A balance of outward and linear inward ionic currents is required for generation of slow-wave oscillations

Jorge Golowasch, Amitabha Bose, Yinzheng Guan, Dalia Salloum, Andrea Roeser, Farzan Nadim

Research output: Contribution to journalArticlepeer-review

14 Scopus citations


Regenerative inward currents help produce slow oscillations through a negative-slope conductance region of their current-voltage relationship that is well approximated by a linear negative conductance. We used dynamic-clamp injections of a linear current with such conductance, INL, to explore why some neurons can generate intrinsic slow oscillations whereas others cannot. We addressed this question in synaptically isolated neurons of the crab Cancer borealis after blocking action potentials. The pyloric network consists of a distinct pacemaker and follower neurons, all of which express the same complement of ionic currents. When the pyloric dilator (PD) neuron, a member of the pacemaker group, was injected with INL with dynamic clamp, it consistently produced slow oscillations. In contrast, all follower neurons failed to oscillate with INL. To understand these distinct behaviors, we compared outward current levels of PD with those of follower lateral pyloric (LP) and ventral pyloric (VD) neurons. We found that LP and VD neurons had significantly larger high-threshold potassium currents (IHTK) than PD and LP had lowertransient potassium current (IA). Reducing IHTK pharmacologically enabled both LP and VD neurons to produce INL-induced oscillations, whereas modifying IA levels did not affect INL-induced oscillations. Using phase-plane and bifurcation analysis of a simplified model cell, we demonstrate that large levels of IHTK can block INL-induced oscillatory activity whereas generation of oscillations is almost independent of IA levels. These results demonstrate the general importance of a balance between inward pacemaking currents and high-threshold K+ current levels in determining slow oscillatory activity. NEW & NOTEWORTHY Pacemaker neuron-generated rhythmic activity requires the activation of at least one inward and one outward current. We have previously shown that the inward current can be a linear current (with negative conductance). Using this simple mechanism, here we demonstrate that the inward current conductance must be in relative balance with the outward current conductances to generate oscillatory activity. Surprisingly, an excess of outward conductances completely precludes the possibility of achieving such a balance.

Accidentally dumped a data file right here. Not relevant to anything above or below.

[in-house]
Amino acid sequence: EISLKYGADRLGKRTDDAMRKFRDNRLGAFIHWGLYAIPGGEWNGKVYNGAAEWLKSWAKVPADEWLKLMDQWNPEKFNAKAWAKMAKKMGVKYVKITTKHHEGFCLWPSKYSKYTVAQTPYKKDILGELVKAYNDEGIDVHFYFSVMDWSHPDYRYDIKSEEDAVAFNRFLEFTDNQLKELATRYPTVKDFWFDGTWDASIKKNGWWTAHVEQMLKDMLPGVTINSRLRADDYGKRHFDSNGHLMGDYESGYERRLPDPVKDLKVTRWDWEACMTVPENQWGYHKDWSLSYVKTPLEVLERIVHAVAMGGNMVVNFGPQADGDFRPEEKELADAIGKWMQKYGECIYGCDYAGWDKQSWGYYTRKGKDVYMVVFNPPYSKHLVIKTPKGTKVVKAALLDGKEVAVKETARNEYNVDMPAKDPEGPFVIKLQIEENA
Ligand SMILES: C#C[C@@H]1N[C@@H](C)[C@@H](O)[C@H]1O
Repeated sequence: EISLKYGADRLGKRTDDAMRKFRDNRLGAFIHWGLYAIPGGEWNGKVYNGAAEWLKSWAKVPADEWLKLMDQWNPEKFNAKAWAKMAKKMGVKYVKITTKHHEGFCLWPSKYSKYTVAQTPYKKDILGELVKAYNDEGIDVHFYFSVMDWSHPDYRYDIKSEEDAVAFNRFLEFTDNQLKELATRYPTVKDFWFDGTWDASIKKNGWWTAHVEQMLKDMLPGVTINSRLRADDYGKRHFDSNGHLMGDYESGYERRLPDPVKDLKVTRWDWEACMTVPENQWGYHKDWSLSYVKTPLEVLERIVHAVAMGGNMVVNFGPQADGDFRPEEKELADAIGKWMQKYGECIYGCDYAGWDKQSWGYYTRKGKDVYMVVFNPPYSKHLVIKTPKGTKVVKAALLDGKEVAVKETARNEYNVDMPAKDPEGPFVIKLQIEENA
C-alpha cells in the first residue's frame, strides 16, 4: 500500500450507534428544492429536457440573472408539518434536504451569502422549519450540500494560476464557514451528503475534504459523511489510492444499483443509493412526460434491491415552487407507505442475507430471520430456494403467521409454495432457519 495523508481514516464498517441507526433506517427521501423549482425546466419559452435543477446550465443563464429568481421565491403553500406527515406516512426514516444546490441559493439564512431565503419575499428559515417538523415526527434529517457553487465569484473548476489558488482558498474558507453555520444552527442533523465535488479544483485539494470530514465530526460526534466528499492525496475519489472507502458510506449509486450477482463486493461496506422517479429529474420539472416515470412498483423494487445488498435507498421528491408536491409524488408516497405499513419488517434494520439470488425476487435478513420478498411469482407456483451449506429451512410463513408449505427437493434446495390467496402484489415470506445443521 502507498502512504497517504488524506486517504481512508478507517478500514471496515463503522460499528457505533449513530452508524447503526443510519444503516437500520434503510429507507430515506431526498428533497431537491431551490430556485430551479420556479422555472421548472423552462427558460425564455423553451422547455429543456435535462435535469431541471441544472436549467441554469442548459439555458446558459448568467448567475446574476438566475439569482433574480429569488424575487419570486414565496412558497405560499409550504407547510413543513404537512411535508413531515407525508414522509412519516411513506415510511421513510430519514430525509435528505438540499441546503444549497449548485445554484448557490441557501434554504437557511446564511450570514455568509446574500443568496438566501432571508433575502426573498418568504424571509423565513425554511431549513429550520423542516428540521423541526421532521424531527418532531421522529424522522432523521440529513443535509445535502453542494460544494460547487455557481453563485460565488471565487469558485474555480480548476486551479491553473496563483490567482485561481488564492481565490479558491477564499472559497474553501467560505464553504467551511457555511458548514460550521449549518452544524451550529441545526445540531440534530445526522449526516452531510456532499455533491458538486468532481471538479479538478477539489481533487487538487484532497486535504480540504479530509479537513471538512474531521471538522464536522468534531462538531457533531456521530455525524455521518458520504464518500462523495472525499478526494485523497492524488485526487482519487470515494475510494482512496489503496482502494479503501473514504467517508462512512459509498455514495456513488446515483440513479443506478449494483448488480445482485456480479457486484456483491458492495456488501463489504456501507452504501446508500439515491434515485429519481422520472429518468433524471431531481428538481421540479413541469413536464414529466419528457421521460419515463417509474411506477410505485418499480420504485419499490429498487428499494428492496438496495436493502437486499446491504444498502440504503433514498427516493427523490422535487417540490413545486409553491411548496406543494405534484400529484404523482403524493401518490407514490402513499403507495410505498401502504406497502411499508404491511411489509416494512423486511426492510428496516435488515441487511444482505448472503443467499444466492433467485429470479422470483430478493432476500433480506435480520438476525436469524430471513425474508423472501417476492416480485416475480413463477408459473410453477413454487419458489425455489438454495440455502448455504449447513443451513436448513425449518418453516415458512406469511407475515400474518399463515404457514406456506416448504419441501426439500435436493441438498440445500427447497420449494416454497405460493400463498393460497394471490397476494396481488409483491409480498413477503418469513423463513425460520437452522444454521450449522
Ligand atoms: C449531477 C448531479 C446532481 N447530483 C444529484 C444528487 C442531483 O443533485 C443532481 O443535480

Original languageEnglish (US)
Pages (from-to)1092-1104
Number of pages13
JournalJournal of neurophysiology
Issue number2
StatePublished - Aug 4 2017

All Science Journal Classification (ASJC) codes

  • General Neuroscience
  • Physiology


  • Compensation
  • Ionic currents
  • Model
  • Phase space
  • Rhythmic activity


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